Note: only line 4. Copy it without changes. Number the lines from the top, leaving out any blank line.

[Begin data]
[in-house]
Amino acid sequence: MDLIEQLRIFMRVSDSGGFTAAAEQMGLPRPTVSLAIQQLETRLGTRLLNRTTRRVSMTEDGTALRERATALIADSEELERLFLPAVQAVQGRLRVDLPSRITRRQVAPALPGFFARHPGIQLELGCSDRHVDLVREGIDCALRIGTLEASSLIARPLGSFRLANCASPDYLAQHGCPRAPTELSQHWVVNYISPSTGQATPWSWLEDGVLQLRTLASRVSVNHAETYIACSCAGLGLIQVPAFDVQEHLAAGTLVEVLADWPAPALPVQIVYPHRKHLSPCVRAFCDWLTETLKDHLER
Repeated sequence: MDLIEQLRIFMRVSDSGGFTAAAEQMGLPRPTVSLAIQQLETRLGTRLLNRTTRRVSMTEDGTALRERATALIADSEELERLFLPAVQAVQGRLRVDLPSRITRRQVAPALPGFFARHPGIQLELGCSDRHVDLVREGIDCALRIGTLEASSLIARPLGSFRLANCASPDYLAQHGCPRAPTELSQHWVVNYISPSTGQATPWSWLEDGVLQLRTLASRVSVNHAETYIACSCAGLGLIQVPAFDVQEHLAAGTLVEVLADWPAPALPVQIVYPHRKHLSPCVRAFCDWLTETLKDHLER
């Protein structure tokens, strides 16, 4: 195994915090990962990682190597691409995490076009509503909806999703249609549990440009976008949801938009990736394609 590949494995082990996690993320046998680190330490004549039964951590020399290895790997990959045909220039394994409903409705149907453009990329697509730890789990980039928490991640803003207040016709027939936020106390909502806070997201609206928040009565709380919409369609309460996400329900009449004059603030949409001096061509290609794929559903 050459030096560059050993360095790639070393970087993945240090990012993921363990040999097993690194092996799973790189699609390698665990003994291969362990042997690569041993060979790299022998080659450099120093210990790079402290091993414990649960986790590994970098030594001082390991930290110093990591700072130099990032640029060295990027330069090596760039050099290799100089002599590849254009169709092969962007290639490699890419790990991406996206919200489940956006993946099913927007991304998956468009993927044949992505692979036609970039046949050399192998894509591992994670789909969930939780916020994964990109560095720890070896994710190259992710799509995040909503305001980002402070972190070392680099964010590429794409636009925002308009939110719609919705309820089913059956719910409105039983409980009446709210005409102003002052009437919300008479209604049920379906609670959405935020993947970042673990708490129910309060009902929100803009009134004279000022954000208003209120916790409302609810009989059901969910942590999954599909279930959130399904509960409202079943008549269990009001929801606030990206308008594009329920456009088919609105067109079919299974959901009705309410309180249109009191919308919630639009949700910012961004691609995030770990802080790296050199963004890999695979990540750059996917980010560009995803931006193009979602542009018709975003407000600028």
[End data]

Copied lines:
């Protein structure tokens, strides 16, 4: 195994915090990962990682190597691409995490076009509503909806999703249609549990440009976008949801938009990736394609 590949494995082990996690993320046998680190330490004549039964951590020399290895790997990959045909220039394994409903409705149907453009990329697509730890789990980039928490991640803003207040016709027939936020106390909502806070997201609206928040009565709380919409369609309460996400329900009449004059603030949409001096061509290609794929559903 050459030096560059050993360095790639070393970087993945240090990012993921363990040999097993690194092996799973790189699609390698665990003994291969362990042997690569041993060979790299022998080659450099120093210990790079402290091993414990649960986790590994970098030594001082390991930290110093990591700072130099990032640029060295990027330069090596760039050099290799100089002599590849254009169709092969962007290639490699890419790990991406996206919200489940956006993946099913927007991304998956468009993927044949992505692979036609970039046949050399192998894509591992994670789909969930939780916020994964990109560095720890070896994710190259992710799509995040909503305001980002402070972190070392680099964010590429794409636009925002308009939110719609919705309820089913059956719910409105039983409980009446709210005409102003002052009437919300008479209604049920379906609670959405935020993947970042673990708490129910309060009902929100803009009134004279000022954000208003209120916790409302609810009989059901969910942590999954599909279930959130399904509960409202079943008549269990009001929801606030990206308008594009329920456009088919609105067109079919299974959901009705309410309180249109009191919308919630639009949700910012961004691609995030770990802080790296050199963004890999695979990540750059996917980010560009995803931006193009979602542009018709975003407000600028």